Understanding Relational Values in Conservation Practices

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Dinda Prayunita is currently pursuing an MSc in Sustainable Development at KU Leuven. She has extensive experience in forestry and biodiversity conservation and has become increasingly interested in the social science domain to achieve better conservation outcomes. To pursue this interest, she recently organised a webinar on more holistic ways of doing conservation that featured Cobra Collective member Julia Jung. As her interests are highly aligned with the Cobra Collective approach, we invited Dinda to share some reflections on her research journey in the following blog post.

As someone who has trained as a natural scientist, I have tended to undervalue the importance of social science. But the widespread acknowledgment of the need for societal transformations in nature conservation made me aware of the critical role of the social dimensions of conservation initiatives. As I delved deeper into the topic, I became curious about how social science theory and practice could be leveraged to advance conservation efforts. This curiosity and the desire to disseminate these insights more widely led me to organize a webinar titled “Plural Ways for Complex Words: Imagining Different Shared Futures and More Holistic Ways of Doing Conservation” on April 24, 2023. The webinar featured Julia Jung, an ocean scientist and member of the Cobra Collective with a passion for promoting transdisciplinary collaboration and more equitable marine research practices.

The webinar influenced my journey toward comprehending humans as the subject of conservation practices. It has been shaped by a fundamental question: how do humans relate to nature? Traditionally, instrumental and intrinsic values have been proposed to describe this. Some of us may be motivated by instrumental values, viewing nature as a resource to be protected for our own benefit. Others may prioritize intrinsic values, highlighting the importance of conserving nature for its own sake, even if it doesn’t directly benefit humans. As a natural scientist, I have grappled with this tension between instrumental and intrinsic values. I have come to realize that focusing on either of them misrepresents their entangled nature. In reality, nature conservation is a complex, multifaceted endeavor that requires us to understand the interconnected relationships between individuals, their communities and nature. This can be more adequately described and cultivated using relational values. This approach acknowledges the links between instrumental and intrinsic values as both form a part of how humans interact with nature and with each other, including stewardship practices and behaviors that promote a fulfilling and meaningful life. In practical terms, this means taking a holistic approach to conservation that honors the relationships of local communities with their environment. It also highlights the potential role of traditional and Indigenous knowledge and practices that have sustained those human-nature relationships over time.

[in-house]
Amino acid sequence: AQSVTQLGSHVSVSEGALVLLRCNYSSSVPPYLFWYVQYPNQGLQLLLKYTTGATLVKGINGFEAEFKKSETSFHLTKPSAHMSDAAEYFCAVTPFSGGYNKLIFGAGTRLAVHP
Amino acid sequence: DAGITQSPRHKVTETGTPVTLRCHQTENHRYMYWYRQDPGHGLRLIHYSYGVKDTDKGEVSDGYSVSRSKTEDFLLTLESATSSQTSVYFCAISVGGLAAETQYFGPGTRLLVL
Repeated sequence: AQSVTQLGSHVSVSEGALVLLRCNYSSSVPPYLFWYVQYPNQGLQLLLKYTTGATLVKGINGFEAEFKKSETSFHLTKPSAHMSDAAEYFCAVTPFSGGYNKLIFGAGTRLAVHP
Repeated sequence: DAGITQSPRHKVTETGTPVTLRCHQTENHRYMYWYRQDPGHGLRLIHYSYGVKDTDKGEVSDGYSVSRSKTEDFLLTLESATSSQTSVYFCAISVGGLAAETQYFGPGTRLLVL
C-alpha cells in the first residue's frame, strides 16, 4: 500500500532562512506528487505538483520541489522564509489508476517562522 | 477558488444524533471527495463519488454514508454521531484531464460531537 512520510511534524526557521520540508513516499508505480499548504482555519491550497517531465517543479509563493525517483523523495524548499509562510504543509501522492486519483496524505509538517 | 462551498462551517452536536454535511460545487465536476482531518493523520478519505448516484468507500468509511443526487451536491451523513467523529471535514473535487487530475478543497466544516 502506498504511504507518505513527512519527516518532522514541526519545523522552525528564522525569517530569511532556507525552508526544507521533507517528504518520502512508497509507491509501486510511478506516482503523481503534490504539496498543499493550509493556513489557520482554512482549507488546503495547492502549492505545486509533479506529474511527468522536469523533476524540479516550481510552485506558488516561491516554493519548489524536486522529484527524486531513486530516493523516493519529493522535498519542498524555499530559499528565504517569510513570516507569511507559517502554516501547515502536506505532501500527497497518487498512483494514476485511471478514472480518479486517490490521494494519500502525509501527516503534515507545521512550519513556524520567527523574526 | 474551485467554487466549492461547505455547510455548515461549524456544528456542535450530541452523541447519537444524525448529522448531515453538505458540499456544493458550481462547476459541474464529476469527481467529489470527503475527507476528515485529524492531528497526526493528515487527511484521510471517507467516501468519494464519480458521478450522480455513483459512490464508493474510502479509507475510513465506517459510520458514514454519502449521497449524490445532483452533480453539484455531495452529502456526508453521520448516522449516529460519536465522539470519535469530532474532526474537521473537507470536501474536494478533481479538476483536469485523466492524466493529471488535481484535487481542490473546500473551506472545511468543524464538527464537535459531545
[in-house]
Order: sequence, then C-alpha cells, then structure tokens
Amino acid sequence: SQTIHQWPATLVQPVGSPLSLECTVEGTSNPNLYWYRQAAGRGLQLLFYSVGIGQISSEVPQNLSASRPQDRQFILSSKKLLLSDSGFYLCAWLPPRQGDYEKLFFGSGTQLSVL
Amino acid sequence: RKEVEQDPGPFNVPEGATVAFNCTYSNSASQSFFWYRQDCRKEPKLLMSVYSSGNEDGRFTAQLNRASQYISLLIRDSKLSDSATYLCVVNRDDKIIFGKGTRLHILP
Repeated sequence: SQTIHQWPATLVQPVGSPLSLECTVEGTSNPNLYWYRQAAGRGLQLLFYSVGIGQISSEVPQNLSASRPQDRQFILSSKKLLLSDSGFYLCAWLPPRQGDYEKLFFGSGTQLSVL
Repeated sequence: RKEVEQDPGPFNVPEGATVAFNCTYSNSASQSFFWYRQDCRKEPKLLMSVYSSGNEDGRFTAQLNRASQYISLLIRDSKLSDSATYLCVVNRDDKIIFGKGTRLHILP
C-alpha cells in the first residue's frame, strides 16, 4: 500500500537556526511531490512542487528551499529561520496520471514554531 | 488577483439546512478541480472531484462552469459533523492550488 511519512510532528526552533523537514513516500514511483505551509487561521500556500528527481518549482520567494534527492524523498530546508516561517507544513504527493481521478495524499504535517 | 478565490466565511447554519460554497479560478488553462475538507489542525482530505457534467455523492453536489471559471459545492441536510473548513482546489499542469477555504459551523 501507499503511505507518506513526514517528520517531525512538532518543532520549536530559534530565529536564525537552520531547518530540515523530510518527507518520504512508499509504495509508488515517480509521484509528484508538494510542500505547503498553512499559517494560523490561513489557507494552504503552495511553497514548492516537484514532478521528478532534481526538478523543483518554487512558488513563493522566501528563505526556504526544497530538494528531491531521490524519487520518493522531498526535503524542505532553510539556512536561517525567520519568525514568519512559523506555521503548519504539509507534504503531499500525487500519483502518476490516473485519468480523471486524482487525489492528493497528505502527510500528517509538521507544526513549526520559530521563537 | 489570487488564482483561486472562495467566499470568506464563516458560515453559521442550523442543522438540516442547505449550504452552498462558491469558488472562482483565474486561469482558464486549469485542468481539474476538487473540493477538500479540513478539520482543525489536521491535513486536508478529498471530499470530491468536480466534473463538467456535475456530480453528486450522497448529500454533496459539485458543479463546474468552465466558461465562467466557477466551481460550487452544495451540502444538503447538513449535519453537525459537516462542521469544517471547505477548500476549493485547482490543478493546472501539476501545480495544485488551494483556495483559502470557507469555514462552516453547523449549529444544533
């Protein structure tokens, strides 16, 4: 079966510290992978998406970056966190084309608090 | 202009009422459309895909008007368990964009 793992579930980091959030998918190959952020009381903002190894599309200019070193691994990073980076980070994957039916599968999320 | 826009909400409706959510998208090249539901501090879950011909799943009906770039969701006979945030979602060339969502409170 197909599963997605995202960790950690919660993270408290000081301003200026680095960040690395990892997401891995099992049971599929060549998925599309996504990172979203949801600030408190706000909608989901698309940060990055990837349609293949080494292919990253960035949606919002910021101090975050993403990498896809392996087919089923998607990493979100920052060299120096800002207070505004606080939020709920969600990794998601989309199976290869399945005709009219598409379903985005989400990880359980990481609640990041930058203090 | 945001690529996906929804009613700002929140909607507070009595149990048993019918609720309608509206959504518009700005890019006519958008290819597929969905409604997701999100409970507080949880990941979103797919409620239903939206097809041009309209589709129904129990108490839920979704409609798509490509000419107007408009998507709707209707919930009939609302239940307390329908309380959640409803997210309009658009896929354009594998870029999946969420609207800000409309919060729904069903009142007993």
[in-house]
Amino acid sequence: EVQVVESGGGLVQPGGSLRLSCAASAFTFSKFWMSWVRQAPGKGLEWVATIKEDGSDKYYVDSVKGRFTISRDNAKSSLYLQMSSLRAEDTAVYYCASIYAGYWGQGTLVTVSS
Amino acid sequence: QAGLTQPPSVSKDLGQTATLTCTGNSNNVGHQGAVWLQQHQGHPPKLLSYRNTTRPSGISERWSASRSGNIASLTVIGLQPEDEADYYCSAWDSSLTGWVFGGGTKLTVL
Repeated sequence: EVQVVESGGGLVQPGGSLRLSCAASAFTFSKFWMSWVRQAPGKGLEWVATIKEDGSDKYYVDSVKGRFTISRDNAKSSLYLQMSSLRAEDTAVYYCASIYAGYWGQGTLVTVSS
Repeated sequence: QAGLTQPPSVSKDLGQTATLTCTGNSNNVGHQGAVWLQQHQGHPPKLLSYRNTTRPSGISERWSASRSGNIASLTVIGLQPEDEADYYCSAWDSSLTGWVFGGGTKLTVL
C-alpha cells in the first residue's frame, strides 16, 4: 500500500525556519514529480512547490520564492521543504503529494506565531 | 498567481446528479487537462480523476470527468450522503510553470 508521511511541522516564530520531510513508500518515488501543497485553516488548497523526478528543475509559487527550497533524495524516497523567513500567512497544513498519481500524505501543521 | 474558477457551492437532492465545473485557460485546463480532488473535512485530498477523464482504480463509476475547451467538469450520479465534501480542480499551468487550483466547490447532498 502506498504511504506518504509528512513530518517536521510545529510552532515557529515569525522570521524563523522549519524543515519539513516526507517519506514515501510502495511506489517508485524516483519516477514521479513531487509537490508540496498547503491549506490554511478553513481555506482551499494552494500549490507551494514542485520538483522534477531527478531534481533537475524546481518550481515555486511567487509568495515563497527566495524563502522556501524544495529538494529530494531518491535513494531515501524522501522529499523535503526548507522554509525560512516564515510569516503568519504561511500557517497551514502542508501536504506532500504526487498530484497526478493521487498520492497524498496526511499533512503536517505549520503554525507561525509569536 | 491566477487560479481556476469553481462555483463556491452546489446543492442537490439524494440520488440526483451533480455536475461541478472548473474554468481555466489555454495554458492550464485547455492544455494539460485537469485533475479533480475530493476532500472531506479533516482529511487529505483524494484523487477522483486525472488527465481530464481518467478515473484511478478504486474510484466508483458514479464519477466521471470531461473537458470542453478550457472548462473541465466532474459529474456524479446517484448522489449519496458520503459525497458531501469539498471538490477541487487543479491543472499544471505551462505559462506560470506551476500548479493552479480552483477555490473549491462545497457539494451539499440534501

© Chan et al. 2014

When reflecting on my understanding of relational values, I found that it aligns with conservation approaches such as community-based conservation, co-management and participatory or collaborative conservation, which also stress the complex interrelationships between social and ecological systems. Although such approaches are increasingly used also in natural science circles, incorporating an understanding of relational values in all elements of project conception, design and implementation is still often lacking. 

Another specific approach that resonated with me from the webinar were arts-based methods. These involve using various forms of creative expression, such as visual arts, performance, storytelling, and music, to give voice to local perspectives, engage people in conservation issues and inspire new ways of thinking about and relating to the natural world. These methods are often used to encourage the co-creation of knowledge and action between scientists, conservation practitioners, and local communities. One example of such is Algoa Bay, South Africa, where the project team used photography and storytelling to highlight cultural connections between local communities and the ocean. These methods allowed community members to reflect creatively on the past and envision more inclusive futures, where they have a greater role in the management and protection of their coastal environment. This case study taught me the significance of stories and narratives in building relationships between different actors by generating empathy and understanding of diverse perspectives and values.

In my view, incorporating relational values into conservation practice emphasizes the importance of the engagement process and recognizes the complex interrelationships between people, communities, institutions and the environment. It can lead to a deeper understanding of the nature of conservation efforts, highlight the needs and perspectives of local communities and foster a greater sense of responsibility towards nature. Although knowledge of relational values is essential for successful conservation efforts, it is only one element of the process. It is crucial to combine this approach with scientific evidence in participatory processes that are fair and just, while being mindful of key interests, agendas, and power dynamics of the different stakeholders.

– Dinda Prayunita